Don Reitz (1929 - 2014) is considered one of the most important influences in contemporary North American ceramics. Through his studies of salt-firing, Reitz achieved and developed colors that had not been created before using that method. Reitz earned his MFA at Alfred University in 1962, during which time he began his lifelong exploration of atmospheric-firing. He spent many years as an educator as well as a potter, and taught at the University of Wisconsin-Madison for more than 25 years before retiring as a professor emeritus in 1988. He received the American Craft Council’s Gold Medal in 2002.
He recently had a major retrospctive of his career at the Belger Arts Center, Kansas City, MO 2012. His extensive body of work is represented in over 40 distinguished public and private collections. Some of the private collections include the Leatrus and Mel Eagle, Potomac, Maryland, Sara and David Lieberman, Arizona, Ruth Boyd Johnson, Racine, Wisconsin, and the Candice Groot, Groot Foundation, Illinois. Reitz's work is also feature in major museums such as Los Angeles County Museum of Art, Los Angeles, California, Mint Museum of Craft and Design, Charlotte, North Carolina, Renwick Museum of American Art, Washington, D.C., De Young Museum, San Francisco, CA, and the Houston Museum of Art, Houston, TX.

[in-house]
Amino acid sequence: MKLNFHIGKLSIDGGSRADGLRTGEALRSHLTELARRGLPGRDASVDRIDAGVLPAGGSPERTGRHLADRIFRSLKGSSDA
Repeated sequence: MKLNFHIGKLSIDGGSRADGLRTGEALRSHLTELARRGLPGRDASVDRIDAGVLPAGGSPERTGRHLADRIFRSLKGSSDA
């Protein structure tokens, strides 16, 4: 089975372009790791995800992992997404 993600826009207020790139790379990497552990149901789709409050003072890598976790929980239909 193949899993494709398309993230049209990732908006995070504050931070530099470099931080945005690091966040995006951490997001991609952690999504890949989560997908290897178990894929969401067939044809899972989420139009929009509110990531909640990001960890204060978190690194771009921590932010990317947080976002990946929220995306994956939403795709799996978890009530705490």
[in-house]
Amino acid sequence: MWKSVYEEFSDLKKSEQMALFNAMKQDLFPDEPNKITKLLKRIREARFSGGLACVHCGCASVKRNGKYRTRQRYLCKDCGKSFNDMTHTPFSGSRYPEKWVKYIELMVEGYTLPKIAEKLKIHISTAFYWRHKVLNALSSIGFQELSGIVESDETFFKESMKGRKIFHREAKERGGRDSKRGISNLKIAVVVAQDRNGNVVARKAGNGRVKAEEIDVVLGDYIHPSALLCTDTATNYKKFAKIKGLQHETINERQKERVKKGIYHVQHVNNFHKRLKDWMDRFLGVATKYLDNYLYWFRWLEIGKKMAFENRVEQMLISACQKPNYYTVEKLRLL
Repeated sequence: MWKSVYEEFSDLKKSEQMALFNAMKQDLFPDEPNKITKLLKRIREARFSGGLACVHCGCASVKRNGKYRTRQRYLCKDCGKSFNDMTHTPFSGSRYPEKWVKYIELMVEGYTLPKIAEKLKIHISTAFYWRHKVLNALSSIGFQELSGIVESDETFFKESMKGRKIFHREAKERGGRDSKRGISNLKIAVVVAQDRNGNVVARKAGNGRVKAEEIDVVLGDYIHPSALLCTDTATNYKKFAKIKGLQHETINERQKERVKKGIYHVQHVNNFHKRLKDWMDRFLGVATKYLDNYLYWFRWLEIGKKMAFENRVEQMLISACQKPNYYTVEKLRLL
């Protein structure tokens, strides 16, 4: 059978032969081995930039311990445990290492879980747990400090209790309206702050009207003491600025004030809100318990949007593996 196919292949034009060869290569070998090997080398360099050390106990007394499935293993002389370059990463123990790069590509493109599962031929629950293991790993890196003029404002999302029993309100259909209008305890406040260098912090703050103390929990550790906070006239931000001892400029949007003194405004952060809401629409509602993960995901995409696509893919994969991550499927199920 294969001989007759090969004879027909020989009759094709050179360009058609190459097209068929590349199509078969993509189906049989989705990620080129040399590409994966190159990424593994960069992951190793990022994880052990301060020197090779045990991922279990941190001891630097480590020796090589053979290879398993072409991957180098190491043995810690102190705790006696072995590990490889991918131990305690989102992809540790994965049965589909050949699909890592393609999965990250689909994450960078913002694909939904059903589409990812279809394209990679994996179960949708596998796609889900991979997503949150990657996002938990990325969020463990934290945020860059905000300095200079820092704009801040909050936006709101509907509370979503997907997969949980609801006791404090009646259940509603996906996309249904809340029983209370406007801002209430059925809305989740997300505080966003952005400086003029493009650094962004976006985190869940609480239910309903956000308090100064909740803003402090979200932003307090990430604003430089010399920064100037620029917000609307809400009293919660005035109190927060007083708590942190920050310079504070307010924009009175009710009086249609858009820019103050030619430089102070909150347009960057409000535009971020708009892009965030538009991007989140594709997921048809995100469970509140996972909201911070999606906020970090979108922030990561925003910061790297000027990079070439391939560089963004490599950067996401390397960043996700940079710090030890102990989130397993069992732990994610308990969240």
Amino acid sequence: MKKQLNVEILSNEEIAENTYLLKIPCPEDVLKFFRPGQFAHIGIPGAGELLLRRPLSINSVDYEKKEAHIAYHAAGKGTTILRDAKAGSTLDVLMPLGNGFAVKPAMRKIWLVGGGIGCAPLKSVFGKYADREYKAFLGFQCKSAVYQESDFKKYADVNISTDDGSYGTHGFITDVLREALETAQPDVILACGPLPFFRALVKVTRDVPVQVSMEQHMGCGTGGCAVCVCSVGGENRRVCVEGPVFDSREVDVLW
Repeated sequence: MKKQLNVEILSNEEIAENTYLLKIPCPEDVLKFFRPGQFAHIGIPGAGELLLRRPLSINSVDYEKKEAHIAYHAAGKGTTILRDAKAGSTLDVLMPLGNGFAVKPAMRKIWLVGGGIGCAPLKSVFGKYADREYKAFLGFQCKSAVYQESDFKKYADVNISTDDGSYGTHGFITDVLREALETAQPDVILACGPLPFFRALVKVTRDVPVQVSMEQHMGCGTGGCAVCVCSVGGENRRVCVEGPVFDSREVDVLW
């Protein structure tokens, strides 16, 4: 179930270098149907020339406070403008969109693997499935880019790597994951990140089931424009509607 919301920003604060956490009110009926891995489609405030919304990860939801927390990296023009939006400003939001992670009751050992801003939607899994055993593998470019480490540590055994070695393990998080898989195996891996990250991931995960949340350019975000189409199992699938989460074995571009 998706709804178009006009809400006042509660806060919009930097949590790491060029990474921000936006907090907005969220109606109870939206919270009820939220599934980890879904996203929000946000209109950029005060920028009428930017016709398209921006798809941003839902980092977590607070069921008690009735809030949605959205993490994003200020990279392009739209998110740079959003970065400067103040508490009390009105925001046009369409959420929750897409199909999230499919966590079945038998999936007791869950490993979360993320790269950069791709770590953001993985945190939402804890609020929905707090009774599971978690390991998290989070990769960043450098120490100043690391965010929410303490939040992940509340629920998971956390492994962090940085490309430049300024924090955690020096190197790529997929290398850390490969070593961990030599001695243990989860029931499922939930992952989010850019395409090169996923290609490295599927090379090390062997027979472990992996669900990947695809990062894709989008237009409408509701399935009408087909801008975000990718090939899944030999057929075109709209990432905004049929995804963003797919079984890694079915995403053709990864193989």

Don Reitz lived and worked in Clarkdale, Arizona.
earthenware, low fired salt with engobes
2.5 x 22 x 22''
*In 1982, Don Reitz was in a truck accident and told he would never walk again. And while he was in the hospital, he learned his father had died.
"So I began revisiting my childhood in the hospital, making sketches," he says. "When I got better, I started drawing about my childhood: showing off to Claire Matthews, riding my bicycle upside down, jumping off a train." Reitz's young niece, Sara, sent him get-well cards with pictures. And then, he learned she had cancer. He incorporated some of her images, tracing them into large platters of clay. There were messages of encouragement on the back.
*note, slight clay separation where foot was attached to platter. It does not affect the piece.
black clay and slips
17 x 14 x 3''
stoneware, glaze, salt fired
5.25 x 5.25"
signed by artist